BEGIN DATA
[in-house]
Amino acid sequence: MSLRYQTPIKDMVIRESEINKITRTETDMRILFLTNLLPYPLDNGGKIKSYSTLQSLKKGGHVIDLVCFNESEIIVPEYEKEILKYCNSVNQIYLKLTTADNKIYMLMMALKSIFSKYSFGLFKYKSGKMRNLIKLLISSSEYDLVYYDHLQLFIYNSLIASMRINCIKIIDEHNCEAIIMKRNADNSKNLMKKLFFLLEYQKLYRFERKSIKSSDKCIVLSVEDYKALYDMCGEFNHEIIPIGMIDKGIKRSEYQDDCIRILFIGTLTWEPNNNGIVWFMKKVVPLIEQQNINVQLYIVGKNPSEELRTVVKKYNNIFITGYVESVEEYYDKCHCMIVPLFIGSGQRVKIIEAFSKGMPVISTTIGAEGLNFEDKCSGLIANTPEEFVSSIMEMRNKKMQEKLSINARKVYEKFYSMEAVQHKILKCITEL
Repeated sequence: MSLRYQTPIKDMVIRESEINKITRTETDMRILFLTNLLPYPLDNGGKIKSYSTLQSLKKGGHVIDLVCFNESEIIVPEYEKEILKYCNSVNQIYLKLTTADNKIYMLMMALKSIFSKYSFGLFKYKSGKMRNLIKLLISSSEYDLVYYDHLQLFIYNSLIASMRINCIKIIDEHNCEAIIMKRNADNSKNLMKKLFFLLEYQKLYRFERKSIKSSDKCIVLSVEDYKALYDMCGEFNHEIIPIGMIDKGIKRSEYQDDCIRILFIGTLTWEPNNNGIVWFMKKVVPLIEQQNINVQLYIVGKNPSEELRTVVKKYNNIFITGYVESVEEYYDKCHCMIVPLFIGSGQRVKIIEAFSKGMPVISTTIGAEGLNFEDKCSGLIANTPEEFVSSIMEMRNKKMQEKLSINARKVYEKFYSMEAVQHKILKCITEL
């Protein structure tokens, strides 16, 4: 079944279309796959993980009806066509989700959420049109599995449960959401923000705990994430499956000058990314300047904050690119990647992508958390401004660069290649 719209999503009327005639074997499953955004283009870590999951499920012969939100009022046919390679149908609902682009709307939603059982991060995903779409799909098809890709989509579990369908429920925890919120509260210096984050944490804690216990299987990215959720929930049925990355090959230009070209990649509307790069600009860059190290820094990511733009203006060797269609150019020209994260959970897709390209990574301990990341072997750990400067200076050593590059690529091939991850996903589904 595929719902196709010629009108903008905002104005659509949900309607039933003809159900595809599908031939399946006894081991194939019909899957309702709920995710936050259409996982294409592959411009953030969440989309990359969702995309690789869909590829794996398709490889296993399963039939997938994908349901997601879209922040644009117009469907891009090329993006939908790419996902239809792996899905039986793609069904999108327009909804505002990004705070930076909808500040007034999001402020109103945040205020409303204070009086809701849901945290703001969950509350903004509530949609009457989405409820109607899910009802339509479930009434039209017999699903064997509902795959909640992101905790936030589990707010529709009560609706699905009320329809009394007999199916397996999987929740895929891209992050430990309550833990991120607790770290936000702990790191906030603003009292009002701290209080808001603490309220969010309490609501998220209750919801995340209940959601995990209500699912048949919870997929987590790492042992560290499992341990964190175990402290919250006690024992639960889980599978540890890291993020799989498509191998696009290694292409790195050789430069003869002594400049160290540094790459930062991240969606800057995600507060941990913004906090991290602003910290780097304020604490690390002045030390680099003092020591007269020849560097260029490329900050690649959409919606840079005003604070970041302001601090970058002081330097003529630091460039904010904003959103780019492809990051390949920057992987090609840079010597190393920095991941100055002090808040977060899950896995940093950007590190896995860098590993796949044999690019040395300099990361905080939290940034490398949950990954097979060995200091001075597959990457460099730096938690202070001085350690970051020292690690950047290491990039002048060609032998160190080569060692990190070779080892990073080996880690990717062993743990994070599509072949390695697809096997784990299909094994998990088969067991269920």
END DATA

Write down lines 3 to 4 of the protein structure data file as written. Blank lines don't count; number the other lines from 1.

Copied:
Repeated sequence: MSLRYQTPIKDMVIRESEINKITRTETDMRILFLTNLLPYPLDNGGKIKSYSTLQSLKKGGHVIDLVCFNESEIIVPEYEKEILKYCNSVNQIYLKLTTADNKIYMLMMALKSIFSKYSFGLFKYKSGKMRNLIKLLISSSEYDLVYYDHLQLFIYNSLIASMRINCIKIIDEHNCEAIIMKRNADNSKNLMKKLFFLLEYQKLYRFERKSIKSSDKCIVLSVEDYKALYDMCGEFNHEIIPIGMIDKGIKRSEYQDDCIRILFIGTLTWEPNNNGIVWFMKKVVPLIEQQNINVQLYIVGKNPSEELRTVVKKYNNIFITGYVESVEEYYDKCHCMIVPLFIGSGQRVKIIEAFSKGMPVISTTIGAEGLNFEDKCSGLIANTPEEFVSSIMEMRNKKMQEKLSINARKVYEKFYSMEAVQHKILKCITEL
């Protein structure tokens, strides 16, 4: 079944279309796959993980009806066509989700959420049109599995449960959401923000705990994430499956000058990314300047904050690119990647992508958390401004660069290649 719209999503009327005639074997499953955004283009870590999951499920012969939100009022046919390679149908609902682009709307939603059982991060995903779409799909098809890709989509579990369908429920925890919120509260210096984050944490804690216990299987990215959720929930049925990355090959230009070209990649509307790069600009860059190290820094990511733009203006060797269609150019020209994260959970897709390209990574301990990341072997750990400067200076050593590059690529091939991850996903589904 595929719902196709010629009108903008905002104005659509949900309607039933003809159900595809599908031939399946006894081991194939019909899957309702709920995710936050259409996982294409592959411009953030969440989309990359969702995309690789869909590829794996398709490889296993399963039939997938994908349901997601879209922040644009117009469907891009090329993006939908790419996902239809792996899905039986793609069904999108327009909804505002990004705070930076909808500040007034999001402020109103945040205020409303204070009086809701849901945290703001969950509350903004509530949609009457989405409820109607899910009802339509479930009434039209017999699903064997509902795959909640992101905790936030589990707010529709009560609706699905009320329809009394007999199916397996999987929740895929891209992050430990309550833990991120607790770290936000702990790191906030603003009292009002701290209080808001603490309220969010309490609501998220209750919801995340209940959601995990209500699912048949919870997929987590790492042992560290499992341990964190175990402290919250006690024992639960889980599978540890890291993020799989498509191998696009290694292409790195050789430069003869002594400049160290540094790459930062991240969606800057995600507060941990913004906090991290602003910290780097304020604490690390002045030390680099003092020591007269020849560097260029490329900050690649959409919606840079005003604070970041302001601090970058002081330097003529630091460039904010904003959103780019492809990051390949920057992987090609840079010597190393920095991941100055002090808040977060899950896995940093950007590190896995860098590993796949044999690019040395300099990361905080939290940034490398949950990954097979060995200091001075597959990457460099730096938690202070001085350690970051020292690690950047290491990039002048060609032998160190080569060692990190070779080892990073080996880690990717062993743990994070599509072949390695697809096997784990299909094994998990088969067991269920």